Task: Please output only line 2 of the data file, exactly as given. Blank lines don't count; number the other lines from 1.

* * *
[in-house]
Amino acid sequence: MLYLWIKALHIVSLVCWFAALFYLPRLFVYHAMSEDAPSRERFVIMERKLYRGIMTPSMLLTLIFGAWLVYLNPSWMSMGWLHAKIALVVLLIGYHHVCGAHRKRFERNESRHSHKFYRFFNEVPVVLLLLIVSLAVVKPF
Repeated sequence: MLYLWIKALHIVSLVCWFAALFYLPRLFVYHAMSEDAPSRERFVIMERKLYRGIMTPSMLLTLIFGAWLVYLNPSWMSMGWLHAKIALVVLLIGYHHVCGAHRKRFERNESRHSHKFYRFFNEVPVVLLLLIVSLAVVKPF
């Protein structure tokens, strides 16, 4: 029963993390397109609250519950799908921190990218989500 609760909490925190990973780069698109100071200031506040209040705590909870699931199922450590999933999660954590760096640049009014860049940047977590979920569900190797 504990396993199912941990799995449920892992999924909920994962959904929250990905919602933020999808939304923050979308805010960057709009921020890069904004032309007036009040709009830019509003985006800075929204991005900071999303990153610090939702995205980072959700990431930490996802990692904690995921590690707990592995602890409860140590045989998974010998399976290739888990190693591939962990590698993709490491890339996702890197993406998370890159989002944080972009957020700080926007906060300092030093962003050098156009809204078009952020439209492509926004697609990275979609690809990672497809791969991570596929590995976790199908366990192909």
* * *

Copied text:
Amino acid sequence: MLYLWIKALHIVSLVCWFAALFYLPRLFVYHAMSEDAPSRERFVIMERKLYRGIMTPSMLLTLIFGAWLVYLNPSWMSMGWLHAKIALVVLLIGYHHVCGAHRKRFERNESRHSHKFYRFFNEVPVVLLLLIVSLAVVKPF